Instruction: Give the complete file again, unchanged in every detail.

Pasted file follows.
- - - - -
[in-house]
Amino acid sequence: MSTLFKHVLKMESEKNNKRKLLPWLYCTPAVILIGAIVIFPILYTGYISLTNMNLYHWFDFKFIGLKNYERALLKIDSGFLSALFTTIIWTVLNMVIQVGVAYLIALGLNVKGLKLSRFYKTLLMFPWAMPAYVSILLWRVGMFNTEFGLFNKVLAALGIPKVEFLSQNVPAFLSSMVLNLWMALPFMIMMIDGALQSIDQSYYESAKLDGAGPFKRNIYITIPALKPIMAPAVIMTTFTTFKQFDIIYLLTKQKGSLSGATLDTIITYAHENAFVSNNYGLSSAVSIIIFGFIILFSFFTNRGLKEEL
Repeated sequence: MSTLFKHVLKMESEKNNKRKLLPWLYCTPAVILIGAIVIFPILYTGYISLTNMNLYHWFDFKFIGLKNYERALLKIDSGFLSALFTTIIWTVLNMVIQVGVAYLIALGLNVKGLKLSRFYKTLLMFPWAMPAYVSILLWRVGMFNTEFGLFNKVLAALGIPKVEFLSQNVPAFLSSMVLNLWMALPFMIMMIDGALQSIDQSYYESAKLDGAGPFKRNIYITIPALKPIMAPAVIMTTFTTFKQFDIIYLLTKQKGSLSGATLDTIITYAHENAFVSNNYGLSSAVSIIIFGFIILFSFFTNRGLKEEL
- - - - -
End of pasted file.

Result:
[in-house]
Amino acid sequence: MSTLFKHVLKMESEKNNKRKLLPWLYCTPAVILIGAIVIFPILYTGYISLTNMNLYHWFDFKFIGLKNYERALLKIDSGFLSALFTTIIWTVLNMVIQVGVAYLIALGLNVKGLKLSRFYKTLLMFPWAMPAYVSILLWRVGMFNTEFGLFNKVLAALGIPKVEFLSQNVPAFLSSMVLNLWMALPFMIMMIDGALQSIDQSYYESAKLDGAGPFKRNIYITIPALKPIMAPAVIMTTFTTFKQFDIIYLLTKQKGSLSGATLDTIITYAHENAFVSNNYGLSSAVSIIIFGFIILFSFFTNRGLKEEL
Repeated sequence: MSTLFKHVLKMESEKNNKRKLLPWLYCTPAVILIGAIVIFPILYTGYISLTNMNLYHWFDFKFIGLKNYERALLKIDSGFLSALFTTIIWTVLNMVIQVGVAYLIALGLNVKGLKLSRFYKTLLMFPWAMPAYVSILLWRVGMFNTEFGLFNKVLAALGIPKVEFLSQNVPAFLSSMVLNLWMALPFMIMMIDGALQSIDQSYYESAKLDGAGPFKRNIYITIPALKPIMAPAVIMTTFTTFKQFDIIYLLTKQKGSLSGATLDTIITYAHENAFVSNNYGLSSAVSIIIFGFIILFSFFTNRGLKEEL